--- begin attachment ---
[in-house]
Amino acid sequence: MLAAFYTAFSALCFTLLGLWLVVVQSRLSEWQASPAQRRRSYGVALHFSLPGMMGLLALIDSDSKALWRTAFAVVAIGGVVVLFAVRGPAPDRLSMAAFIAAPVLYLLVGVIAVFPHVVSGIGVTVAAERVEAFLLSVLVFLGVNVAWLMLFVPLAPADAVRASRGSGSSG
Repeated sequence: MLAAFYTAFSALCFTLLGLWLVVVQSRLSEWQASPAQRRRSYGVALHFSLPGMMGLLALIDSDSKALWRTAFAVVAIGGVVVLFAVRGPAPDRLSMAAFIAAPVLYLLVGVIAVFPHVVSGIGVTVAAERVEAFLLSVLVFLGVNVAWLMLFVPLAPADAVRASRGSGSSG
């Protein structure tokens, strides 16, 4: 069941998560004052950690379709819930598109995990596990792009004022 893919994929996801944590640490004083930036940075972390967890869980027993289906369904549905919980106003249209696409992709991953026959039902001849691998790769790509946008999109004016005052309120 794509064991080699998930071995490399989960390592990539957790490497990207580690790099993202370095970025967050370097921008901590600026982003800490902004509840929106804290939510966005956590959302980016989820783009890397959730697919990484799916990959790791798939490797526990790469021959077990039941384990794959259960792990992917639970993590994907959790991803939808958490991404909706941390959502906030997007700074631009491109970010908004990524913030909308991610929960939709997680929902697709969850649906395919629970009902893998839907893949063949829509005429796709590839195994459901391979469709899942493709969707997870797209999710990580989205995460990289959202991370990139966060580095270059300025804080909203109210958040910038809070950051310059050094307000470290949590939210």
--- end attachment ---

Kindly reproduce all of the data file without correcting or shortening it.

[in-house]
Amino acid sequence: MLAAFYTAFSALCFTLLGLWLVVVQSRLSEWQASPAQRRRSYGVALHFSLPGMMGLLALIDSDSKALWRTAFAVVAIGGVVVLFAVRGPAPDRLSMAAFIAAPVLYLLVGVIAVFPHVVSGIGVTVAAERVEAFLLSVLVFLGVNVAWLMLFVPLAPADAVRASRGSGSSG
Repeated sequence: MLAAFYTAFSALCFTLLGLWLVVVQSRLSEWQASPAQRRRSYGVALHFSLPGMMGLLALIDSDSKALWRTAFAVVAIGGVVVLFAVRGPAPDRLSMAAFIAAPVLYLLVGVIAVFPHVVSGIGVTVAAERVEAFLLSVLVFLGVNVAWLMLFVPLAPADAVRASRGSGSSG
């Protein structure tokens, strides 16, 4: 069941998560004052950690379709819930598109995990596990792009004022 893919994929996801944590640490004083930036940075972390967890869980027993289906369904549905919980106003249209696409992709991953026959039902001849691998790769790509946008999109004016005052309120 794509064991080699998930071995490399989960390592990539957790490497990207580690790099993202370095970025967050370097921008901590600026982003800490902004509840929106804290939510966005956590959302980016989820783009890397959730697919990484799916990959790791798939490797526990790469021959077990039941384990794959259960792990992917639970993590994907959790991803939808958490991404909706941390959502906030997007700074631009491109970010908004990524913030909308991610929960939709997680929902697709969850649906395919629970009902893998839907893949063949829509005429796709590839195994459901391979469709899942493709969707997870797209999710990580989205995460990289959202991370990139966060580095270059300025804080909203109210958040910038809070950051310059050094307000470290949590939210």